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Review: _The Last Policeman:_ A chilling dystopia with some surprising twists

One of the books that I had been looking forward to reading this year was Ben H. Winters' The Last Policeman. While I don't care much for very many dystopias, I had heard that this was one worth looking out for. And when I spotted it on a list for my nook, I indulged myself and picked up a copy.

The year is 2012, the setting Concord, New Hampshire, and in a grimy toilet in a McDonald's, a man is found hanging in a bathroom stall. But then, there's been an awful lot of suicides lately. Which is not surprising considering that an asteroid named Maia is heading for Earth and due for impact sometime in October. Yep, it's the end of the world, and for Detective Hank Palace, it's just another suicide.

The dead man is Peter Anthony Zell, an insurance actuary. There's nothing remarkable about him, but Palace feels there's something else going on. And so he starts to unravel the story behind Zell, putting together the pieces of why would an insurance man would kill himself? The answer of course is that it's not just another suicide, but murder. How Palace puts it together is the meat of this mystery novel.

And that is all I am going to tell you about the plot. All of the clues are right there in the story, and it's obvious once you start paying attention. The other side of the coin is that the story of Hank Palace and the world around him are going to pieces quite literally. Services are getting cut off, food is starting to get scarce, and those who have the money or ability are off trying to cram as much into their final days as they can. That's the interesting part of it all -- namely, what would -you- do at the end of the world?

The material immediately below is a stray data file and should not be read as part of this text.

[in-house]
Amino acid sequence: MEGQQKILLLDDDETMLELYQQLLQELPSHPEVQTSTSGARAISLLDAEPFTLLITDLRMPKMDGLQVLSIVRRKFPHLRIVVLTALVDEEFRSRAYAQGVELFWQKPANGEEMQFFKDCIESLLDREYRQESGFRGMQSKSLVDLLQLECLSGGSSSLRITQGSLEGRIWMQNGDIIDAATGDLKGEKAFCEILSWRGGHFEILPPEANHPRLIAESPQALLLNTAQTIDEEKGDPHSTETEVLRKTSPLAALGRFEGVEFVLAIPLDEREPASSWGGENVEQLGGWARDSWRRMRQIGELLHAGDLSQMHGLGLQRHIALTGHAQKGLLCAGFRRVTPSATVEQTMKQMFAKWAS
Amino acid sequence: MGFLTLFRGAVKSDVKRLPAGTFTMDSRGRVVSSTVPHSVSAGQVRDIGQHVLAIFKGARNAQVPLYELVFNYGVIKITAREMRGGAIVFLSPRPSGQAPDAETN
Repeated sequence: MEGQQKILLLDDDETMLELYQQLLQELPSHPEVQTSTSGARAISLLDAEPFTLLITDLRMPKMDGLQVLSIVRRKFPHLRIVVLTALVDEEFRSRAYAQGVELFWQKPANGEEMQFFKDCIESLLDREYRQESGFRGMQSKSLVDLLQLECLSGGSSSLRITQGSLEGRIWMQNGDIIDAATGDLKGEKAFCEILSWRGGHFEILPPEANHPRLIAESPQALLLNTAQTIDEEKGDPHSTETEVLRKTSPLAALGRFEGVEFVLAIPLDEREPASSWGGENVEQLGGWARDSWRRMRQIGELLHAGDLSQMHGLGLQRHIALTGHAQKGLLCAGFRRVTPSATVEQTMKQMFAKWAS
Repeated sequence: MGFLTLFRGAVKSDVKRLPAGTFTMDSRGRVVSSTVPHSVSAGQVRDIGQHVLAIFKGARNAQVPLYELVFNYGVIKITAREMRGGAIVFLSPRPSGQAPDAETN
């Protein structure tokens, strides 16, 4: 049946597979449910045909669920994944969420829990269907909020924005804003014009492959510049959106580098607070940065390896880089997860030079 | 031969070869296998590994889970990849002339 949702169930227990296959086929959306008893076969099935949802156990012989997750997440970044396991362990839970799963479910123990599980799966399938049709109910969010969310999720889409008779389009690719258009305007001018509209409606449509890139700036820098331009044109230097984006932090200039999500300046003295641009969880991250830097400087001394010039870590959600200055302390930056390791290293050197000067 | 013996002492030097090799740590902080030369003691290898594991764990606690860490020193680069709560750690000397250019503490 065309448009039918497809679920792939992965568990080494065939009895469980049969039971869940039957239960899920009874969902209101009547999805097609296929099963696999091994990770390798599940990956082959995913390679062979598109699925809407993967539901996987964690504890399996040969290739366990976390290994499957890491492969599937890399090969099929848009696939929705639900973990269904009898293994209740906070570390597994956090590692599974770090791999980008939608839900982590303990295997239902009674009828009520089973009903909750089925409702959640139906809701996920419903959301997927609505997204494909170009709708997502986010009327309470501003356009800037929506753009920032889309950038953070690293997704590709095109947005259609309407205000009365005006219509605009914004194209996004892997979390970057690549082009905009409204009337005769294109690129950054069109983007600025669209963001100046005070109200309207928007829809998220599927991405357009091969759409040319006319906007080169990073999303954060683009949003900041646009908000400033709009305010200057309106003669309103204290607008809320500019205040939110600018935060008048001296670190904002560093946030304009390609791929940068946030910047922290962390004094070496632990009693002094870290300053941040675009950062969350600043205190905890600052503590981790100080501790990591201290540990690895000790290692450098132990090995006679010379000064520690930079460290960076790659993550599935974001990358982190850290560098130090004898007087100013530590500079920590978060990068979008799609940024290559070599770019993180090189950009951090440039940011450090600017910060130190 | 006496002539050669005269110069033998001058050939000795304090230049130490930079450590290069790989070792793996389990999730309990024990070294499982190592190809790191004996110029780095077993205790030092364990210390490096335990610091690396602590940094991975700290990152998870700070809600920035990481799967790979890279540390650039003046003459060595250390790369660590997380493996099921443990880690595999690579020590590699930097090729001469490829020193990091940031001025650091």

Everything is told from Palace's point of view, and he does make a pretty good narrator, and I found him to be a very interesting character indeed. We get snippets of his past, and his rather flaky sister, Nico. Nico has plenty of her own problems to cope with, especially a boyfriend in trouble and she wants her brother to fix it. Now. And as things get get crazy, it gets to be quite a ride.

I was very surprised by this one. I went into it thinking 'yet another end of the world' novel, and instead it turned out to be a pretty good thriller. I had tried to read another of the author's work, namely "Sense and Sensibility and Sea-Monsters," which quite frankly sucked and turned out to be unreadable. But this one, does quite well indeed.

What is interesting is that there's two more novels in the series, _Countdown City_ and _World of Trouble._ I was intrigued enough by this one to go on and look up the others and plan to read them. For those who are interested in such things, this won 2013 EdgarAward Winner for Best Paperback Original, a mystery award. Four stars overall, and recommended.

The Last Policeman
Ben H. Winters
2012; Quirk Books
ISBN 978-1-59474-577-5

Rebecca Huston asserts her rights as the sole owner of this review.

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morilla wrote on January 29, 2016, 1:21 AM

Even marginal authors who get published find an 'audience' for some of what they write. Otherwise, it would be highly unlikely they'd be published to begin with.

msiduri wrote on January 29, 2016, 8:19 AM

This sounds interesting. Not just the psychology of end of the world (been done to death) but the nice like spin this one seems to have. Thanks.